But things for mere amusement are a bore
If you must hear them o'er, and o'er, and o'er."



BUZZ, BUZZ!


BY MRS. L. C. WHITON.



"T" UZZ, buzz!" said the bee,
"B Summer's here, you see;
And the lilies blooming whitely
Seem inviting to repose,
But I cannot pass by lightly
The sweetness of the rose;
And the queen would think it funny
If I should want to stay,
And so I'll take my honey
And then I'll fly away;
Buzz, buzz," said the bee,
Summer's here, you see.

I should like to rest an hour
In the petals of a flower,
And be tucked in quite securely
So that nobody could know,



And then come out demurely
When the bud began to blow;
But the queen would think it funny
If I should want to stay,
And so I'll take my honey
And then I'll fly away;
Buzz, buzz," said the bee,
" Summer's here, you see.

" Buzz, buzz," said the bee,
" It would never do for me
To be idle in the summer
When there is so much to do;
And though such a constant comer
I must look the clover through;
And the queen would think it funny
If I should want to stay,





















































And so I'll take my honey
And then I'll fly away;
Buzz, buzz," said the bee,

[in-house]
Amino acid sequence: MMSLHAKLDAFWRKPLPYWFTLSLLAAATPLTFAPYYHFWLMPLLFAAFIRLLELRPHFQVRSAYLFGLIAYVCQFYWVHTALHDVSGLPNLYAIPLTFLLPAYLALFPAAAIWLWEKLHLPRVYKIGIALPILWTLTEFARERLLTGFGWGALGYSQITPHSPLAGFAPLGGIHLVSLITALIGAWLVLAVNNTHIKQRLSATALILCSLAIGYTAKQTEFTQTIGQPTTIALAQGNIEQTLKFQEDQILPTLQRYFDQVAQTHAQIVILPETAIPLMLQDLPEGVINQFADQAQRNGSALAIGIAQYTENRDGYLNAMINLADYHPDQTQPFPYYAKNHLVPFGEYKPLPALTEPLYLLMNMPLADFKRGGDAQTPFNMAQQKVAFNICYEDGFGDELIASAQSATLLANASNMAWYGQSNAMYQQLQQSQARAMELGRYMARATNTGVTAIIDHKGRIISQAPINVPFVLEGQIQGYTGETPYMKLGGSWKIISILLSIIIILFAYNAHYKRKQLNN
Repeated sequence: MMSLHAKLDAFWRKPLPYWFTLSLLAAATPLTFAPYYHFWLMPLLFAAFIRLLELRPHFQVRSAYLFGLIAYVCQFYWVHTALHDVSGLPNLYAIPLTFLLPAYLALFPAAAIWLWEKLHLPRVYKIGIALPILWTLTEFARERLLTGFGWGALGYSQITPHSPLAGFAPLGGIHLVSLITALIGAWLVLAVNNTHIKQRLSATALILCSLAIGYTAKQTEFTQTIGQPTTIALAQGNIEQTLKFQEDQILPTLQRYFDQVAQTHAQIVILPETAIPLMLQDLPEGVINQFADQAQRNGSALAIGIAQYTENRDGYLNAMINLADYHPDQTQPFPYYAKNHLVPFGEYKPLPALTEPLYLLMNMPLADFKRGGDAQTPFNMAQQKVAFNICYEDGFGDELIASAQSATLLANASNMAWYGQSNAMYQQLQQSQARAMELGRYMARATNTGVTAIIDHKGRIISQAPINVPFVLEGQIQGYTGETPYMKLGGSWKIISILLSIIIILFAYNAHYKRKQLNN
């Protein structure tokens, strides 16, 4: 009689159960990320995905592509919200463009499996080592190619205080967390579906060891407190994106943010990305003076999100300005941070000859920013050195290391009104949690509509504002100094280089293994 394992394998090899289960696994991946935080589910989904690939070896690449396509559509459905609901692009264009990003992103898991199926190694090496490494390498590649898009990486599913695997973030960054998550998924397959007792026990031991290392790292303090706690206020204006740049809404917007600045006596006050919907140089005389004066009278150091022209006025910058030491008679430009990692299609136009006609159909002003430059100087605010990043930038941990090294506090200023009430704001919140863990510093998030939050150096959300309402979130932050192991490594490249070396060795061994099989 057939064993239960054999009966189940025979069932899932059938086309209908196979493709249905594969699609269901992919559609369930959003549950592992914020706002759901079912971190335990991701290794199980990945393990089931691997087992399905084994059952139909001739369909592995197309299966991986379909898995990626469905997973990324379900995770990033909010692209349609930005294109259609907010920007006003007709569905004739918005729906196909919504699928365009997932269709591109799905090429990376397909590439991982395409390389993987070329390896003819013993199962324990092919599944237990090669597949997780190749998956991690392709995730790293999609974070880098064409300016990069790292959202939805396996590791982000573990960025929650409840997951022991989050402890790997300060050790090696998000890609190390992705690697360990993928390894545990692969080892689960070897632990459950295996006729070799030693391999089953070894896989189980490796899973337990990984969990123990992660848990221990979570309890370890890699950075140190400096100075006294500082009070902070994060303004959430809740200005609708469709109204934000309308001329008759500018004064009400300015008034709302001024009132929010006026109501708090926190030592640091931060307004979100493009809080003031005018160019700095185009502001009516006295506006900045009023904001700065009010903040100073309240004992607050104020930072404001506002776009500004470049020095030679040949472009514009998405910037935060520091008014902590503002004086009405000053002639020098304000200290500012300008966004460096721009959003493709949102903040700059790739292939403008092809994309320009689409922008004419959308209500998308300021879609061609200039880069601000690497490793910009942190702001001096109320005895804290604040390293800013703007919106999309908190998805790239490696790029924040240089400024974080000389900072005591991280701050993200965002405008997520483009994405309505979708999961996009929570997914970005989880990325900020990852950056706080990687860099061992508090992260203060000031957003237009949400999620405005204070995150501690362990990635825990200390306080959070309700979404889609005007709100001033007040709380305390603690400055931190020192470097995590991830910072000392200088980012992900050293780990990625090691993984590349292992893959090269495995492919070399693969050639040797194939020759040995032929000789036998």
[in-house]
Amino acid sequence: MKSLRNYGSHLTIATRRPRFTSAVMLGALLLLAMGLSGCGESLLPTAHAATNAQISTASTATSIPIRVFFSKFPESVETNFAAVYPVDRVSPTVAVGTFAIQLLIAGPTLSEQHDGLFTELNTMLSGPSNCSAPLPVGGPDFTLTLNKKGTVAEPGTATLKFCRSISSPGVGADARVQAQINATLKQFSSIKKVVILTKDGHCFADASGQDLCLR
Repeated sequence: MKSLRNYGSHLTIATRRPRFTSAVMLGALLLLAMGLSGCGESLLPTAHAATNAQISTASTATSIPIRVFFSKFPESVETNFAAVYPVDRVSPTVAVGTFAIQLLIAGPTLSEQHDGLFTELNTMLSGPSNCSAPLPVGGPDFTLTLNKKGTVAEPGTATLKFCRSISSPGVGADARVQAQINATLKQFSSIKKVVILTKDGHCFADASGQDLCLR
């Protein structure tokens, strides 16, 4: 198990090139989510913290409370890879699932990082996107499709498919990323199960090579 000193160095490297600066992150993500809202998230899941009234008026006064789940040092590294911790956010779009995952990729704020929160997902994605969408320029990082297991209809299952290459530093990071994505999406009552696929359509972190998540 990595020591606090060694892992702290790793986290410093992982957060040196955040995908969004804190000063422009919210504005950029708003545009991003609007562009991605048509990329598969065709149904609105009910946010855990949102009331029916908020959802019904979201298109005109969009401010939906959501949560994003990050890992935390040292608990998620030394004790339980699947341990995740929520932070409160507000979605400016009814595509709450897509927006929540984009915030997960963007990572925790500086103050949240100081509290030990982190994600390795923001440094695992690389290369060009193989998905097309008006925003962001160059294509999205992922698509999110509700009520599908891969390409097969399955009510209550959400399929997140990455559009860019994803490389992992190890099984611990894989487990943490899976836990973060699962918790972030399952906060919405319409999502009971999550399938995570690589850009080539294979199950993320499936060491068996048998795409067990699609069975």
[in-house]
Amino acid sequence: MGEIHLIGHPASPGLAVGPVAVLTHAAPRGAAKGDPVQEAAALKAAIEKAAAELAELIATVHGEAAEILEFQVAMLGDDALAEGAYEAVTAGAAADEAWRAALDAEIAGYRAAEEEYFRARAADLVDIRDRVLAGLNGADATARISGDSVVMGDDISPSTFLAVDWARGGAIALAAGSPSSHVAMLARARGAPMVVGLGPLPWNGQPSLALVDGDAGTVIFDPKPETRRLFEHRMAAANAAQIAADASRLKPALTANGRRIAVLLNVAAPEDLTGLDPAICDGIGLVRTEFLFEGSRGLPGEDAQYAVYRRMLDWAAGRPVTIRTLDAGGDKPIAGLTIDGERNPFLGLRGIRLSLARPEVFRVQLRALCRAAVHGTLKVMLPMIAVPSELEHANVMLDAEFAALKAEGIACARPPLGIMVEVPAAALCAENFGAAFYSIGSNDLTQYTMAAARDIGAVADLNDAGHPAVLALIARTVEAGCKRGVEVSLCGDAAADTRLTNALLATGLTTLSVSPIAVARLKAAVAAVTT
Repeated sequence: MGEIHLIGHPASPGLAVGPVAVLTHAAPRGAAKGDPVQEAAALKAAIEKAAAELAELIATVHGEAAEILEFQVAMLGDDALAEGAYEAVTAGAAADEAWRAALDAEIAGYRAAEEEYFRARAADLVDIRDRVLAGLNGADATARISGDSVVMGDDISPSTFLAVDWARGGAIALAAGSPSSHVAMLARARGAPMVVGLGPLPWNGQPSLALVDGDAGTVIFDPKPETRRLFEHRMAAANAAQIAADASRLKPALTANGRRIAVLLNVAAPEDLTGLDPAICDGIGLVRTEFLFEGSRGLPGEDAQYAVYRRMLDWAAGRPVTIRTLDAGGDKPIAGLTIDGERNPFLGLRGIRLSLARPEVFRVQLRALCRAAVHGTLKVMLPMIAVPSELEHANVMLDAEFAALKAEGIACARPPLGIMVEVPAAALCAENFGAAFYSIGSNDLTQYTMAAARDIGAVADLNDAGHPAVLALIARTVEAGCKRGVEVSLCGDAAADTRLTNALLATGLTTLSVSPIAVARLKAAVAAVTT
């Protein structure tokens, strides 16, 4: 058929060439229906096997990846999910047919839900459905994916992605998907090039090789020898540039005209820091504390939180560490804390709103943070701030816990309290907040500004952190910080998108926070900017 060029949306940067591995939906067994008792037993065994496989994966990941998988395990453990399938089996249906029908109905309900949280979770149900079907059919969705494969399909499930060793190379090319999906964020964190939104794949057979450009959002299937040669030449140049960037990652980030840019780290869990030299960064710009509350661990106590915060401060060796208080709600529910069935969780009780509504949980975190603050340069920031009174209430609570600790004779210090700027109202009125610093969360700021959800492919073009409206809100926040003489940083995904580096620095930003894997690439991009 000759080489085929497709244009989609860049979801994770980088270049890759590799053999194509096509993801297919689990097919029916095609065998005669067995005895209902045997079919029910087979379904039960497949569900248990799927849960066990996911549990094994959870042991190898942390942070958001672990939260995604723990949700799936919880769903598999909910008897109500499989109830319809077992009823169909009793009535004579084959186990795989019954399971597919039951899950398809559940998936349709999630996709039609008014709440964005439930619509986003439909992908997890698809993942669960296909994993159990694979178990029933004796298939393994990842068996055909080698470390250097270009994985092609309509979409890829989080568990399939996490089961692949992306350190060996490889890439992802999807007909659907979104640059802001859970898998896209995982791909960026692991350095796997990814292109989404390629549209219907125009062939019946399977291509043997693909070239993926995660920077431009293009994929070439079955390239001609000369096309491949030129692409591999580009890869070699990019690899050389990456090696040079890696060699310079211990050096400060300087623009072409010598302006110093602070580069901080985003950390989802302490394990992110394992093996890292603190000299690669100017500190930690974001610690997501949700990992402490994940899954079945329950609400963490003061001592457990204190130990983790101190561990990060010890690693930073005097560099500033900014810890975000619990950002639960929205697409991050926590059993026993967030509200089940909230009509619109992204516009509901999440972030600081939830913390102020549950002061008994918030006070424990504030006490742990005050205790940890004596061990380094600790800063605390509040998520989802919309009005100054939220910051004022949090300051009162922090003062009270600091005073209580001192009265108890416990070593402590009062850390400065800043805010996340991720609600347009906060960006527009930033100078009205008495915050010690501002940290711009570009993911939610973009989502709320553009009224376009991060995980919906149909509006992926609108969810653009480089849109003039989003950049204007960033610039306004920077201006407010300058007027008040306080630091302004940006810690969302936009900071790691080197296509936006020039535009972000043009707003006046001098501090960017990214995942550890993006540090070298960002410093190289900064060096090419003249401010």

" Summer's here, you see.



" Buzz, buzz," said the bee,
" Summer's short, you see,
And there is so much of beauty
Springing up on nature's breast
That I think it is my duty
To be busy with the rests



And the queen would think it funny
If I should want to stay,
And so I'll take my honey
And then I'll fly away;
Buzz, buzz," said the bee,
" Summer's short, you see."











WORK AND PLAY.



BY MARY A. LATHBURY.



W HAT did the idle fairies say
To Kitty, sewing her seam one day ?






.

.;, ,,-



"Kitty, you are so tired," they said,
"Drop your needle, and hide your thread,



And come, -the gate in the garden swings
To let you pass, and the robin sings
Among the alders about a nest
And five little well, you will know the rest
When you hear her sing by the running brook,
And bring your doll, and the fairy book."

Naughty fairies! Why need you go
To a little girl with a seam to sew,
To twitch her needle, and knot her thread,
And tangle up in her curly head
Your cob-web fancies, until she dreams
Of ferns and fairies instead of seams,
Until the stitches are all awry,
A knot gets into the needle's eye
And like a butterfly down the lane
Flits careless Kitty, at play again?



UNDER THE SNOW.

BY MARY E. C. WYETH.

I. III.
W HAT is there going on under the snow ? Ha! ha laughs Willy. Things grow in the snow!
Under the silent and echoeless snow Why, down there under the cold, freezing snow,
Strange things are happening down there; I know. All the ground's hard as a rock! Guess Iknow."
"Ha! ha! laughs Willy. "And who told you so ? "

II. IV.
Something is growing there, under the snow- Still it is growing- down under the snow,
Under the feathery, powdery snow Swelling and growing, beneath the pure snow.
Something for Willy and Lilly. Know. Growing for 0 the whole world. So Iknow.











WORK AND PLAY.